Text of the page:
Through innovative moving image works, American artist Diana Thater shines the light on some of the most urgent conservation issues faced today. After Los Angeles and Istanbul, she brings her colour-saturated installation works to the Guggenheim Bilbao. Sophie Breitsameter speaks to her about the technical challenges of creating work on location, and the fraught relationship between humankind and the natural world
Cloudscapes amidst brilliant blue skies dominate the room, as do images of elephants and rhinos. They seem so close, so tangible, and appear if they were coming towards you, nosing their way into the camera lens. Elsewhere, majestic acacia trees reign resplendent against the backdrop of the African Savannah, while vistas of elephants and giraffes are divided into squares of colour, as if Mondrian had gone pop. Overlapping windows of orange, hot pinks and brilliant blues dominate the image. Nearby, a pile of suns are stacked up, candy colours giving them the appearance of some mega-traffic light, or a mysterious totem pole.
These are the works of San Francisco-born Diana Thater who, for the better part of 30 years, has been pioneering video installation and new technology to create compelling, immersive artistic installations. Her current show, ‘A Runaway World’ at the Guggenheim Bilbao, marks the final leg of a tour that has seen it shown in Los Angeles and Istanbul. With its focus on conservation and the damaging effects of human activity on the natural habitats of flora and fauna (what Thater refers to as “the complex web of relations between human beings and the natural world”), she uses light filtering, innovative installation techniques and displays as well as singularly beautiful documentary-style photography to highlight her subjects with both dignity and depth.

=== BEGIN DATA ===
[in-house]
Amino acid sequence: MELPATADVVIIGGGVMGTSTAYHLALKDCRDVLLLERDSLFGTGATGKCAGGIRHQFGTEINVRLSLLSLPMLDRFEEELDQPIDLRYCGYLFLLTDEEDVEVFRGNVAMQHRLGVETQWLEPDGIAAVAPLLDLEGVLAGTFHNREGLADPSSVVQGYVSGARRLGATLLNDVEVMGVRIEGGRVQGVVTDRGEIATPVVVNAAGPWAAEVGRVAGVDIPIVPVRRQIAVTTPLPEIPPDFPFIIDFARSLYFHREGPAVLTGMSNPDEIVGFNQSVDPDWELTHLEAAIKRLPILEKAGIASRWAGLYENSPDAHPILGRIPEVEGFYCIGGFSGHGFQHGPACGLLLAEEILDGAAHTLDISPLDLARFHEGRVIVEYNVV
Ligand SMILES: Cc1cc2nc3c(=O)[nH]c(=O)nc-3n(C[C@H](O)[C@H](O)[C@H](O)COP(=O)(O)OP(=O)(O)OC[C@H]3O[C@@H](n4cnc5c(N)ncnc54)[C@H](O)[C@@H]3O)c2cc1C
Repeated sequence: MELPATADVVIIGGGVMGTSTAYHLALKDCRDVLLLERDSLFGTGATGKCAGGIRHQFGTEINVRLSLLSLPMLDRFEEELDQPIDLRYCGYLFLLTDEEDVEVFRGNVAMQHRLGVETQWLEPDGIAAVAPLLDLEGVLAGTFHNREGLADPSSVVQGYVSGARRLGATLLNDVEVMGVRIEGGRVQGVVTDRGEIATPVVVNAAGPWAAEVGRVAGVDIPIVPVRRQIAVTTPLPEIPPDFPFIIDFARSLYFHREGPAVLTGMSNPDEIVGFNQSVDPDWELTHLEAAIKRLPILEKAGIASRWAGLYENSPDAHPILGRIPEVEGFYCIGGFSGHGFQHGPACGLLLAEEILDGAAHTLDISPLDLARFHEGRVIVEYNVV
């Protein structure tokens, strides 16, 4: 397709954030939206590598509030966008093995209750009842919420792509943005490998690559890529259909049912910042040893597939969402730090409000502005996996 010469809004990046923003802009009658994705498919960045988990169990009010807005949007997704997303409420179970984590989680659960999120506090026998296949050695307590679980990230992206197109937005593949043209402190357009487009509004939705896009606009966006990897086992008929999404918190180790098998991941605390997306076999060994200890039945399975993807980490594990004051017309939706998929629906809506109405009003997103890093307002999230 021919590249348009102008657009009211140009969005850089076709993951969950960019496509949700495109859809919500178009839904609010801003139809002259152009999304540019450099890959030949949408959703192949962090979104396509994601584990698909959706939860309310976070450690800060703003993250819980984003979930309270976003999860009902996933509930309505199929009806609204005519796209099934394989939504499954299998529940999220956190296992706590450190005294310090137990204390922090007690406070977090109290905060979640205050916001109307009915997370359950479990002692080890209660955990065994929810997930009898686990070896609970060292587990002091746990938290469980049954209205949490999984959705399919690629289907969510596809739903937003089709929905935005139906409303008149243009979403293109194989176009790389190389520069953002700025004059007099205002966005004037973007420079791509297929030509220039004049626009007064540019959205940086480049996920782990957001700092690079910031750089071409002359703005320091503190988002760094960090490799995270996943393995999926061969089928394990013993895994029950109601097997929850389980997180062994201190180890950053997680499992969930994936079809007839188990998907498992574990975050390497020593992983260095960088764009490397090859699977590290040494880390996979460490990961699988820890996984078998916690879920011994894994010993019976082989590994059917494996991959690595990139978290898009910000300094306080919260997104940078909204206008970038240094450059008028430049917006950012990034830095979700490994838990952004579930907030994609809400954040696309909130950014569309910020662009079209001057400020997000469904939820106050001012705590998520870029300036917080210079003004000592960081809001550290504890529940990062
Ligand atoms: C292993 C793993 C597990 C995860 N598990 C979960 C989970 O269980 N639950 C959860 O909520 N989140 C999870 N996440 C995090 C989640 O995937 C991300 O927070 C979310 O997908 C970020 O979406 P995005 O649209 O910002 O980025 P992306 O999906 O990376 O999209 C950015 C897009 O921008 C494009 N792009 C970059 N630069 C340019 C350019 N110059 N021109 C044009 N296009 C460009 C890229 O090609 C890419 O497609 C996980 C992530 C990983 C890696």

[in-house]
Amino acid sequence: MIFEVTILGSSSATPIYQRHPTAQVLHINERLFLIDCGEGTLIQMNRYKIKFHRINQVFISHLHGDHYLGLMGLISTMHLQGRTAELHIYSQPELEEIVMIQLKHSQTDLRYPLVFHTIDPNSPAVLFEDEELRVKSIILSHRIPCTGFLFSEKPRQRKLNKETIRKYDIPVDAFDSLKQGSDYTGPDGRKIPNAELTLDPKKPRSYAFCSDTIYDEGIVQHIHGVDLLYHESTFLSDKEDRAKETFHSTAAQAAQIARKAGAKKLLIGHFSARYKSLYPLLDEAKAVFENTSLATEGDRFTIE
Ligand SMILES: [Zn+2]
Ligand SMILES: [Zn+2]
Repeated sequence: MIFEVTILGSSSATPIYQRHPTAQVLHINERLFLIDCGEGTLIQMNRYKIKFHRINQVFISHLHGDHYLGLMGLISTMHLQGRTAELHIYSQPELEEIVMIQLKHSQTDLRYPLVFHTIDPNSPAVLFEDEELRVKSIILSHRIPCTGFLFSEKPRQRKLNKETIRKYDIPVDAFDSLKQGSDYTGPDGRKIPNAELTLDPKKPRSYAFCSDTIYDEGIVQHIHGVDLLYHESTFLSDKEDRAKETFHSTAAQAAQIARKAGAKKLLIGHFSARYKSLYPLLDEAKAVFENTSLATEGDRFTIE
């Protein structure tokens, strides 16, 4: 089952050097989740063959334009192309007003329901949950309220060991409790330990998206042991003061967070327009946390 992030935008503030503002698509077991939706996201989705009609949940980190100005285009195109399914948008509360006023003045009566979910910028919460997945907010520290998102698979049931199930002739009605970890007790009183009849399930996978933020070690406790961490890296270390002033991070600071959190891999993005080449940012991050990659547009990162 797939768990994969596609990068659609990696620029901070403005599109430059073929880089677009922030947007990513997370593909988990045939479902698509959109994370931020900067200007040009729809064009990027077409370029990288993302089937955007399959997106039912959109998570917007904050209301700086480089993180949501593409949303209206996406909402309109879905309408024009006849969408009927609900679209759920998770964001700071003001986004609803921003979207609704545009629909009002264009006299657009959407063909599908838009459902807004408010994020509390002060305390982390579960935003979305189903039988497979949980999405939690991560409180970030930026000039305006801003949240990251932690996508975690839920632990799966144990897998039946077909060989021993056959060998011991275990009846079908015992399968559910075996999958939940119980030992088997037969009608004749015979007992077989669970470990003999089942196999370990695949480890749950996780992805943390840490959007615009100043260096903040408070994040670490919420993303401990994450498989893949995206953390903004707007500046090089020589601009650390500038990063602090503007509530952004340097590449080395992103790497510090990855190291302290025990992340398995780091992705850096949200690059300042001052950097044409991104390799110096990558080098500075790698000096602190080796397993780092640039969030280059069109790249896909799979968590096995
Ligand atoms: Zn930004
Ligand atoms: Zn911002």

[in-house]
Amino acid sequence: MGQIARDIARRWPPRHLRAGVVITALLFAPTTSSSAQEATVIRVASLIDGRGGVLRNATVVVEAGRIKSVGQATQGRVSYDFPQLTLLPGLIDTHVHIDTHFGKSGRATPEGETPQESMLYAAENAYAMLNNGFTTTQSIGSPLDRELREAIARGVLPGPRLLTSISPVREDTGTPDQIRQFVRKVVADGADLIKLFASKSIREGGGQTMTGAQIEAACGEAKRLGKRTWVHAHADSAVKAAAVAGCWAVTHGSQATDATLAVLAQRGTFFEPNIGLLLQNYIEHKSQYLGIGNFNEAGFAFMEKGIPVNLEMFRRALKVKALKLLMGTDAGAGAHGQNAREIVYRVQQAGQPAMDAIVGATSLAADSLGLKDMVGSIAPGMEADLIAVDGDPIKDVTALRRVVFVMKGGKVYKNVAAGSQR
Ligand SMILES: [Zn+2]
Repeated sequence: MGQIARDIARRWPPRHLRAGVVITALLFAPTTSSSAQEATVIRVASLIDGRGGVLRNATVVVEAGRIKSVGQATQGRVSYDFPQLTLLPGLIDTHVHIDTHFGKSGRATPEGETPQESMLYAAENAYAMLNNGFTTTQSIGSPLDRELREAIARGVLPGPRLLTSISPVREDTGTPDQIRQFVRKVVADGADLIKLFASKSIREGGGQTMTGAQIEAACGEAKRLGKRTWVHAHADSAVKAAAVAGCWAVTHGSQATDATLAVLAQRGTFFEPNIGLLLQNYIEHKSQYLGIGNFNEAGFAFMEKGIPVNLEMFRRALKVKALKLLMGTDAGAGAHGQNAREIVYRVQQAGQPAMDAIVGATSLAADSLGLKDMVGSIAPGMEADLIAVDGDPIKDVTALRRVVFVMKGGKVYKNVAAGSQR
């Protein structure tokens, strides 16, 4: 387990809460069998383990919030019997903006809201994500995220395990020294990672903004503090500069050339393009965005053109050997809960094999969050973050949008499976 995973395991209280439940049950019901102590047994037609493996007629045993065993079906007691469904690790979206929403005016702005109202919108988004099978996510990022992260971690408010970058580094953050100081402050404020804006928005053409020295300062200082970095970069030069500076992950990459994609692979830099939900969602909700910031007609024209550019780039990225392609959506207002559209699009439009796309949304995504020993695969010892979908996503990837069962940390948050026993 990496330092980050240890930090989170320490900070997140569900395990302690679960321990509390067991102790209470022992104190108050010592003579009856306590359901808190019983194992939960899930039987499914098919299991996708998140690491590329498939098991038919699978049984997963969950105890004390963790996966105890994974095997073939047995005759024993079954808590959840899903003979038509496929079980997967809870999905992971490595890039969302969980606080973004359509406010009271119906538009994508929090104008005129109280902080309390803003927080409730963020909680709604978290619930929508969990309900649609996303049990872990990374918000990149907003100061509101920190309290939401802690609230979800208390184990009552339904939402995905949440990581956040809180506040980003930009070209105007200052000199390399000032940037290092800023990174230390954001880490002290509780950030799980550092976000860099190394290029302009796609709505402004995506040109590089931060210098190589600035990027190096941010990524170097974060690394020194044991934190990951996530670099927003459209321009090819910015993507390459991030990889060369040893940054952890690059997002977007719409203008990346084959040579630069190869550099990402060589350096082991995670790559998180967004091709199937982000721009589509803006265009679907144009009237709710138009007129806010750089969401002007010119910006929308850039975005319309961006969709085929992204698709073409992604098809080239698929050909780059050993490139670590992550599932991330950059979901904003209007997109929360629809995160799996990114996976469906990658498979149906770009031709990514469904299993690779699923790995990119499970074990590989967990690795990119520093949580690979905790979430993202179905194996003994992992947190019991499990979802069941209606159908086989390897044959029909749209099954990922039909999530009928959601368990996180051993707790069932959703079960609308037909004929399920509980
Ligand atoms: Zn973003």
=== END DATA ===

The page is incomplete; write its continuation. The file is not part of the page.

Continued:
I was invited by Guggenheim curator Manuel Ciraqui – we had a few ideas floating about, but this show, which represents my work from 2016–17 seemed like it would fit perfectly in the space in Bilbao. The show originated at The Mistake Room in Los Angeles in a room that was just a bit bigger. It then travelled to the Borusan Foundation in Istanbul and now has ended here in Bilbao with, I think, the best presentation of the work yet. In short, this was really a collaborative effort between Manuel and me. In 2015 I had a retrospective at the Los Angeles County Museum of Art and the MCA in Chicago and most of my work up until that time was shown. This is all the work I have made since that show.
Why did you choose these particular species your subject?
Animals and landscapes have always attracted me, so when I began working as an artist, I naturally gravitated to them. I’ve also always been a huge fan of film so when I began working as an artist, I put these two things together. I wanted to make the alternative to National Geographic – films and videos that show that representation of the other is difficult and the nature of a representation has to be many things at once: both live action AND abstract; figurative AND conceptual. It must also be both landscape and portrait since animals of any species are inseparable from their environment.
Your work is interested in new technologies, particularly related to the moving image…
My work is made possible by technology but you know – all art is based in technology. Paint and brushes are chemicals and tools. Video and film are tools for the representation of time, of a specific duration. In order to let something play out (observation) before the viewer, I use moving image technology to document it (representation).